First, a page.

The head of the RCMP has told a former Mountie who had an affair with a potential witness in the Surrey Six murder case that the force will not pay his massive legal bill.
In a letter sent to Derek Brassington in the summer, Commissioner Brenda Lucki informed the one-time member of the Integrated Homicide Investigation Team that his application for $255,383 had been reviewed and rejected by federal Public Safety Minister Ralph Goodale.
“You were a supervisor and one of the investigators on the IHIT. Your conduct was a serious and marked departure from the standards expected of a police officer assigned to the care and protection of a witness. By your actions, you placed protected witnesses and a potential confidential informant in danger,” said Lucki’s July 30 letter, a copy of which was obtained by Postmedia.
“Based on the foregoing, the minister found that you do not meet the eligibility criteria of the policy.”
Brassington worked on the investigation into the slaughter of six people, including two bystanders, in a Surrey high-rise on Oct. 19, 2007 by members of the Red Scorpion gang.
In January 2019, he pleaded guilty to obstruction of justice and breach of trust in connection with the sexual relationship he had with the potential witness, who can only be identified as Jane Doe 1 due to a publication ban.
He received a conditional sentence of two years less a day to be served in the community after a joint submission from the Crown and defence.
An agreed statement of facts said that Brassington started his affair with the woman in June 2009 after she had agreed to cooperate with police in the gangland homicide investigation. He met her for sex in cities across Canada over a six-month period, frequently drinking with her, the statement said.
And he lied to fellow police officers and manipulated the witness-protection program in order to spend time alone with her.
“This conduct constituted a breach of trust and amounted to a serious and marked departure from the standard of conduct expected of an RCMP officer engaged in witness management duties,” the statement said.
Brassington gave an emotional apology in court for the damage he had done to the RCMP’s reputation.
The former cop applied for legal aid under the Treasury Board Policy on Legal Assistance and Indemnification. He had won an internal arbitration in 2017 saying his mounting legal bills would be paid.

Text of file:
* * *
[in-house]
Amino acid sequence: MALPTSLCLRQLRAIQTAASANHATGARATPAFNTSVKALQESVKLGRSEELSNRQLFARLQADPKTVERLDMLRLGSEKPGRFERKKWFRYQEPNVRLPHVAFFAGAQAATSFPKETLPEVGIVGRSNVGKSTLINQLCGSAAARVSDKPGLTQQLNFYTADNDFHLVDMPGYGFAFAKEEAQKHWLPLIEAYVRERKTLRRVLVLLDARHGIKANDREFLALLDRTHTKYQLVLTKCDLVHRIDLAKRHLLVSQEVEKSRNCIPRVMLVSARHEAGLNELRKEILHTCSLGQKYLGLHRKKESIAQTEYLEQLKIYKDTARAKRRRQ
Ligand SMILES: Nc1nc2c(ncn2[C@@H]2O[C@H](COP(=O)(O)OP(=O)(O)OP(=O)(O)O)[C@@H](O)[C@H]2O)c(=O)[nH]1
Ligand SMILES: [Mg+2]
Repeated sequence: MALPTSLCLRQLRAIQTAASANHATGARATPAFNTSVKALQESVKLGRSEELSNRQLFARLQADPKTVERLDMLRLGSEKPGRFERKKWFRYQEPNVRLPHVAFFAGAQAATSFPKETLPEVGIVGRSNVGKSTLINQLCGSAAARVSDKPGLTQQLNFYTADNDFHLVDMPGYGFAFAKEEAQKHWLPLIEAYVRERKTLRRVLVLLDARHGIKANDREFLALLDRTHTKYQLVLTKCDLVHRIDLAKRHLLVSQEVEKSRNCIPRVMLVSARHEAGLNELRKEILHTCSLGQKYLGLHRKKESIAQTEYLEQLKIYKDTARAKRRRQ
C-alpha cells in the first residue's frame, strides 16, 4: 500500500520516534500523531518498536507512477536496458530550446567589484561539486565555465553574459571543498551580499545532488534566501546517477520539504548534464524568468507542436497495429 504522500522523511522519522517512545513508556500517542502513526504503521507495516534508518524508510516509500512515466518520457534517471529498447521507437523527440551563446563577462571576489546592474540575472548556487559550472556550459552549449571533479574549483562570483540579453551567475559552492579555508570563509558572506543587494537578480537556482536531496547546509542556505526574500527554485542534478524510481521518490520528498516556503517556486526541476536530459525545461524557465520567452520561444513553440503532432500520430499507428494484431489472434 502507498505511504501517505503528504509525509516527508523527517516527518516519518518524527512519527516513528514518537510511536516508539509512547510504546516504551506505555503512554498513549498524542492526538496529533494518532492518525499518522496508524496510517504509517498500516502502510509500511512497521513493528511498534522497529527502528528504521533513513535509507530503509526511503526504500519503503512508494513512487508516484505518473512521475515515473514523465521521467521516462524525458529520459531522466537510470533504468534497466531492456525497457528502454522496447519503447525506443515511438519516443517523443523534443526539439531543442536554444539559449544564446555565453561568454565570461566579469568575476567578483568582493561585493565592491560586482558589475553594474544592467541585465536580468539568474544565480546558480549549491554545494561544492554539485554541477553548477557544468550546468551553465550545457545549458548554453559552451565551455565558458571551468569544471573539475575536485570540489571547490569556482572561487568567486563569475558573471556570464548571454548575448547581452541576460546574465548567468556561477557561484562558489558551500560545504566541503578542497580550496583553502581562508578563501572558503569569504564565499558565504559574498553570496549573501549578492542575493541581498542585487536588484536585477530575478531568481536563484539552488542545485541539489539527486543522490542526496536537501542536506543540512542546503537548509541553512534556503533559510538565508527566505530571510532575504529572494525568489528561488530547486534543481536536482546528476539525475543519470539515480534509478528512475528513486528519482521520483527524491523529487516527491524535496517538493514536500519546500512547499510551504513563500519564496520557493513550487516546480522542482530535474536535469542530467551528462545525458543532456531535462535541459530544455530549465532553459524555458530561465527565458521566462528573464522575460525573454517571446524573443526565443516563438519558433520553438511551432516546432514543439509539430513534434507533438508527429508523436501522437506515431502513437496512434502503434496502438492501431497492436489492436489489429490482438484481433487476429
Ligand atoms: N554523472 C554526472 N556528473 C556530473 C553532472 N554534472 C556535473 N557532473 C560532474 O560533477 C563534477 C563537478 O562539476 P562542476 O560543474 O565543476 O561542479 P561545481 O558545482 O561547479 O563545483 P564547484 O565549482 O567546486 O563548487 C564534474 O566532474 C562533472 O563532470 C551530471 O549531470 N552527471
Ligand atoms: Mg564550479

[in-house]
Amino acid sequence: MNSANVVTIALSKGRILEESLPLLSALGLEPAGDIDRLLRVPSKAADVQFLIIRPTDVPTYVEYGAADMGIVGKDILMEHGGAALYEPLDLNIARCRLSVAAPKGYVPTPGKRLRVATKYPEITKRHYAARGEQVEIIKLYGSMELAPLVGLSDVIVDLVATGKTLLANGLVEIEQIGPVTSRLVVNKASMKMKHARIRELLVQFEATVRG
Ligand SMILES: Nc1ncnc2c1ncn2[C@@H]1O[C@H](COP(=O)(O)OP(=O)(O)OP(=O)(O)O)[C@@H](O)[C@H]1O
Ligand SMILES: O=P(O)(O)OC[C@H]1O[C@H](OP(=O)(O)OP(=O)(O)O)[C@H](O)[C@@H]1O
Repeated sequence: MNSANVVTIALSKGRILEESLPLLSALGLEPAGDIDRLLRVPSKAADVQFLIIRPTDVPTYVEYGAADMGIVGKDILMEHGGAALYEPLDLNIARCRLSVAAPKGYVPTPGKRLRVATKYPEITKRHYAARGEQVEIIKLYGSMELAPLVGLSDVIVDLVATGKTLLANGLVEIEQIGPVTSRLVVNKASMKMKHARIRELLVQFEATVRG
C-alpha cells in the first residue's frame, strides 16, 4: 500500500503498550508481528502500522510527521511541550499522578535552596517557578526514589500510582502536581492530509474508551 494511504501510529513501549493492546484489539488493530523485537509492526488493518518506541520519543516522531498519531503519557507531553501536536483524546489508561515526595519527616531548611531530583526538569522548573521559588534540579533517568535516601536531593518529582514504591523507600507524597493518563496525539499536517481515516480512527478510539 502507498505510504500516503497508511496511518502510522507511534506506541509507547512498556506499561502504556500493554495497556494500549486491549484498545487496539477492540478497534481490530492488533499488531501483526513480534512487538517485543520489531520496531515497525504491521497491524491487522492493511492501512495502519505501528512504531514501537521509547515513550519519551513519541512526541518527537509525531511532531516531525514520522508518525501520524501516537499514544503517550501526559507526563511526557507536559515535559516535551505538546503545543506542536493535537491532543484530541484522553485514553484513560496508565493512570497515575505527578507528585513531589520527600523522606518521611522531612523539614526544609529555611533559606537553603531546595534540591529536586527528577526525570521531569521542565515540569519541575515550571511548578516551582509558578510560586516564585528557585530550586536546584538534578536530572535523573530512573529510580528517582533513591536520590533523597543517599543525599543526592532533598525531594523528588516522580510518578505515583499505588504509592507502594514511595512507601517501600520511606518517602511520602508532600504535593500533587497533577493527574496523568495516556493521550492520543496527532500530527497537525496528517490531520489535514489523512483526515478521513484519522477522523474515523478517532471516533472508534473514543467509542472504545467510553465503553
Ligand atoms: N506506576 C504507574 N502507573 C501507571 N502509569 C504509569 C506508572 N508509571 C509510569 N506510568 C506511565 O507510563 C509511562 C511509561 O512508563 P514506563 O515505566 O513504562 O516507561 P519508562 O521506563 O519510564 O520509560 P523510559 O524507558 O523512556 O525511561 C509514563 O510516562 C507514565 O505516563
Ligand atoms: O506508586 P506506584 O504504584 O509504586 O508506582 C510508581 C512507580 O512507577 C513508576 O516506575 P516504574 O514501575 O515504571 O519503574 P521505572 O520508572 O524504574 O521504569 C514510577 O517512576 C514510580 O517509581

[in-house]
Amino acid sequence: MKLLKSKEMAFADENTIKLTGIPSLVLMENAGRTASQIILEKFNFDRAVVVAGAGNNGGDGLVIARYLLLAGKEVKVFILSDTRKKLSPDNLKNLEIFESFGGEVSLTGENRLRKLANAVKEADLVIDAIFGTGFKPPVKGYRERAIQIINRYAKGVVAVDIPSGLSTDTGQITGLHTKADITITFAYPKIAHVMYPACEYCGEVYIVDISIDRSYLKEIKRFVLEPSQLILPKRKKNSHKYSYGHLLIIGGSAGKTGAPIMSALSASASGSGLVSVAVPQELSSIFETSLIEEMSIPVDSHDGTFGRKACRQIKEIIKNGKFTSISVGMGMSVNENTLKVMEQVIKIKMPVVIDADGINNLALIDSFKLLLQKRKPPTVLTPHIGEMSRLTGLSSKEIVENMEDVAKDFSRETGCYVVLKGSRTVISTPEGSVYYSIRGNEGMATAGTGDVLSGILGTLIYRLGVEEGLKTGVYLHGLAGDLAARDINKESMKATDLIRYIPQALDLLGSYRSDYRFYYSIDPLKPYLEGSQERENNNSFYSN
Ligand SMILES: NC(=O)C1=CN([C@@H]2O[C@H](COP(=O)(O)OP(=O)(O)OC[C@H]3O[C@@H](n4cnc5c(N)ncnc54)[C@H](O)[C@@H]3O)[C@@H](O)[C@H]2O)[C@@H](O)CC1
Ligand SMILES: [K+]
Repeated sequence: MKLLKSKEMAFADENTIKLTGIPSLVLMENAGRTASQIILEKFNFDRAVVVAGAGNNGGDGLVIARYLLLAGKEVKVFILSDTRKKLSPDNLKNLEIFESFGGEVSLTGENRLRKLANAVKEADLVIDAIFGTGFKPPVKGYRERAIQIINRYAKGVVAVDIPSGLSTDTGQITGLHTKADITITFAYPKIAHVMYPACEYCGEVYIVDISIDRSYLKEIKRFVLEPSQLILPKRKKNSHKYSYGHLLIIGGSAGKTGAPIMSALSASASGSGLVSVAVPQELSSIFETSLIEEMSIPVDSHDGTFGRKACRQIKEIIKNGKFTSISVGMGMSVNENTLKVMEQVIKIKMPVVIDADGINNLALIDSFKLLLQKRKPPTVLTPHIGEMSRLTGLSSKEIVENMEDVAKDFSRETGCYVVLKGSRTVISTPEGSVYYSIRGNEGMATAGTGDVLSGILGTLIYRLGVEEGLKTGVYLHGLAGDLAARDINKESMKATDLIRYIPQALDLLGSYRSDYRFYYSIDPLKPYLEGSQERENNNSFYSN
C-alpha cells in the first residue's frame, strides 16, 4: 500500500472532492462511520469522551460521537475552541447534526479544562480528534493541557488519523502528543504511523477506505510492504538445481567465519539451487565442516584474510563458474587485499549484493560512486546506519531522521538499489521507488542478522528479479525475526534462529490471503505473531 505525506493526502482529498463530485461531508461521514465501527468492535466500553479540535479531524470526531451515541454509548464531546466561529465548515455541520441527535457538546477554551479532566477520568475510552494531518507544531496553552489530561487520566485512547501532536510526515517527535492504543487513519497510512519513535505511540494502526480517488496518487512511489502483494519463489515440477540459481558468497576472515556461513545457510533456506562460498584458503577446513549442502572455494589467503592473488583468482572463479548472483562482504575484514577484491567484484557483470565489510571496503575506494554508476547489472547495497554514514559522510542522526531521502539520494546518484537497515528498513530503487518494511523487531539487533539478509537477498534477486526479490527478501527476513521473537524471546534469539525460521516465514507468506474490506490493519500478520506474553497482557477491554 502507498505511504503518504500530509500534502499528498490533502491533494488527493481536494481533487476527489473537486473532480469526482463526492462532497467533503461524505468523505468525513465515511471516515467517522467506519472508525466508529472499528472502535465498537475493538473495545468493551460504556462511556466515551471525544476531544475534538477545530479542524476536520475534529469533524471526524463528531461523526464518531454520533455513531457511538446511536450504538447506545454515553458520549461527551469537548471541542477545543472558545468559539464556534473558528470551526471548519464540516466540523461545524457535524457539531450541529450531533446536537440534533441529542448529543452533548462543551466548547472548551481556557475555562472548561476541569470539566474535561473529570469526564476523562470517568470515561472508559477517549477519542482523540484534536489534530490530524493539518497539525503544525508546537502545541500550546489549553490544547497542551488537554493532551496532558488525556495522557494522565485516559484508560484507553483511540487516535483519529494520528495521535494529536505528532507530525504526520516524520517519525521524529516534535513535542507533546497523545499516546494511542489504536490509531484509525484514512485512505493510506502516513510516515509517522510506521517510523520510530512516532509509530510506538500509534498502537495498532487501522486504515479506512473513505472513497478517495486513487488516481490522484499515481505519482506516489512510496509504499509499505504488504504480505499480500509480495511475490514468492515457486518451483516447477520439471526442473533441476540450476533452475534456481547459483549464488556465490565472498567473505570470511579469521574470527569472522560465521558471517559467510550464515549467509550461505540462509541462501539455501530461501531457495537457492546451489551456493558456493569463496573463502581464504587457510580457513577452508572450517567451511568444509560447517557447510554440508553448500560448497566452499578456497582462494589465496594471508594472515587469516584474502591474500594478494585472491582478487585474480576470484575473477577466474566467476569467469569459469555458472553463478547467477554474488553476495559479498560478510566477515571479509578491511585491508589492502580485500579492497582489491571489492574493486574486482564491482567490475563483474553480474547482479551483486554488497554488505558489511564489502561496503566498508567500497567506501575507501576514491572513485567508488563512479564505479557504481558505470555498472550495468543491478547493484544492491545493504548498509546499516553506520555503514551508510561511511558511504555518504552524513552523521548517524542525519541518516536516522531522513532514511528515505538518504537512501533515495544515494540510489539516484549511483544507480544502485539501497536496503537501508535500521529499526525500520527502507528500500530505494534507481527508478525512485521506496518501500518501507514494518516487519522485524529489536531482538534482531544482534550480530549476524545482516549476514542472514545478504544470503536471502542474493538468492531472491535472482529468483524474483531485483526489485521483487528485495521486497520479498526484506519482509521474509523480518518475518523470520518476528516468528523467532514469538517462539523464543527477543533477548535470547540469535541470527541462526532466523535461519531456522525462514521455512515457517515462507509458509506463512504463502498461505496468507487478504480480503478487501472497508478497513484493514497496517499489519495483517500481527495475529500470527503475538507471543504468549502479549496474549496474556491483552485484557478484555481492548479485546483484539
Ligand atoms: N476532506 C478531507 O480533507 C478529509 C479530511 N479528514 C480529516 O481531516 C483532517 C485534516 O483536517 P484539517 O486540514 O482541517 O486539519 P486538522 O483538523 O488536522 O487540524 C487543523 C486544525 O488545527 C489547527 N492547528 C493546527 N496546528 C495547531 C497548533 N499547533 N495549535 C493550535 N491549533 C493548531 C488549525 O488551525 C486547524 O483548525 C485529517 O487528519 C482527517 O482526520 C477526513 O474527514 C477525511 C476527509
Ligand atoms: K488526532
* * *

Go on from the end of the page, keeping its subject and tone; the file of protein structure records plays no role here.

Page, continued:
But in 2018, when he submitted the request to have the $255,383.57 paid out of the public purse, he was refused.
Lucki said the minister considered the investigation into Brassington’s conduct done by the Ontario Provincial Police in 2010, as well as internal disciplinary documents, the application and the 2017 grievance decision.
“In considering an employee request for legal assistance or indemnification, the approval authorities determine whether the employee acted in good faith; did not act against the interests of the Crown and acted within the scope of his/her duties or course of employment with respect to the acts or omissions giving rise to the request,” she wrote.
Lucki said in her letter that the federal government policy “provides that, in exceptional circumstances, legal assistance may be authorized where a Crown servant does not meet the basic eligibility criteria.”
But Goodale decided “that it would not be in the public interest to approve your request. Accordingly your request for legal assistance at public expense is denied,” she said.
The RCMP declined to comment when contacted about the letter.
Brassington’s lawyer Ian Donaldson said he was unable to comment without consulting his client. Postmedia could not reach Brassington directly.
Red Scorpions Matthew Johnston and Cody Haevischer were found guilty of first-degree murder and conspiracy in the Surrey Six case. They are appealing their convictions. Gang leader Michael Le pleaded guilty to conspiracy. Another gang member who can only be identified Person X pleaded guilty to second-degree murder.
Some of the accused received public funding for their lawyers.